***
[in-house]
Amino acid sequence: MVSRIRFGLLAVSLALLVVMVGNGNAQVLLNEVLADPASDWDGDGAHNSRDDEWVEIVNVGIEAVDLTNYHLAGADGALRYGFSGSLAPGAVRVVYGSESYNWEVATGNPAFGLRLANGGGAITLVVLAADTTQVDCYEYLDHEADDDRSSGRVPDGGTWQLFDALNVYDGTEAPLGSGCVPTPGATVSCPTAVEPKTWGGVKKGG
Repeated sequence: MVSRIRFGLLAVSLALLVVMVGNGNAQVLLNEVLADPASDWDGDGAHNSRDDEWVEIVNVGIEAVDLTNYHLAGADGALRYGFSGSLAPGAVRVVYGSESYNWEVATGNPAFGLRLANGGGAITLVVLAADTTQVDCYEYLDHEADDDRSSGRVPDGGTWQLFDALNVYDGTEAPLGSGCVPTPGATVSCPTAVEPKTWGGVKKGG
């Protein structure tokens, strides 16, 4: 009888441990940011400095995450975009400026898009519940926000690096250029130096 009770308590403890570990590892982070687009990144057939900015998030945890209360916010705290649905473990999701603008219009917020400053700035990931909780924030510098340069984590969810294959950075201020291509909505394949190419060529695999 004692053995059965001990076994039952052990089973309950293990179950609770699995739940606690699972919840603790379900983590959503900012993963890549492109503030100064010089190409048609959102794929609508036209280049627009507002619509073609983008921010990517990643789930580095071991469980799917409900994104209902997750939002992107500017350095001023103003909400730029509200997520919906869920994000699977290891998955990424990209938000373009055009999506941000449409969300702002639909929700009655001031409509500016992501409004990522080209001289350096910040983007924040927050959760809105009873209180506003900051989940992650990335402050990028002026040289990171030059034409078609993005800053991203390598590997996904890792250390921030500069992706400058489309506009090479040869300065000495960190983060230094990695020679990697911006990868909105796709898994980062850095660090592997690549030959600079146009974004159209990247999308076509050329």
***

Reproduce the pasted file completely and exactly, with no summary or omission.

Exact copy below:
[in-house]
Amino acid sequence: MVSRIRFGLLAVSLALLVVMVGNGNAQVLLNEVLADPASDWDGDGAHNSRDDEWVEIVNVGIEAVDLTNYHLAGADGALRYGFSGSLAPGAVRVVYGSESYNWEVATGNPAFGLRLANGGGAITLVVLAADTTQVDCYEYLDHEADDDRSSGRVPDGGTWQLFDALNVYDGTEAPLGSGCVPTPGATVSCPTAVEPKTWGGVKKGG
Repeated sequence: MVSRIRFGLLAVSLALLVVMVGNGNAQVLLNEVLADPASDWDGDGAHNSRDDEWVEIVNVGIEAVDLTNYHLAGADGALRYGFSGSLAPGAVRVVYGSESYNWEVATGNPAFGLRLANGGGAITLVVLAADTTQVDCYEYLDHEADDDRSSGRVPDGGTWQLFDALNVYDGTEAPLGSGCVPTPGATVSCPTAVEPKTWGGVKKGG
């Protein structure tokens, strides 16, 4: 009888441990940011400095995450975009400026898009519940926000690096250029130096 009770308590403890570990590892982070687009990144057939900015998030945890209360916010705290649905473990999701603008219009917020400053700035990931909780924030510098340069984590969810294959950075201020291509909505394949190419060529695999 004692053995059965001990076994039952052990089973309950293990179950609770699995739940606690699972919840603790379900983590959503900012993963890549492109503030100064010089190409048609959102794929609508036209280049627009507002619509073609983008921010990517990643789930580095071991469980799917409900994104209902997750939002992107500017350095001023103003909400730029509200997520919906869920994000699977290891998955990424990209938000373009055009999506941000449409969300702002639909929700009655001031409509500016992501409004990522080209001289350096910040983007924040927050959760809105009873209180506003900051989940992650990335402050990028002026040289990171030059034409078609993005800053991203390598590997996904890792250390921030500069992706400058489309506009090479040869300065000495960190983060230094990695020679990697911006990868909105796709898994980062850095660090592997690549030959600079146009974004159209990247999308076509050329």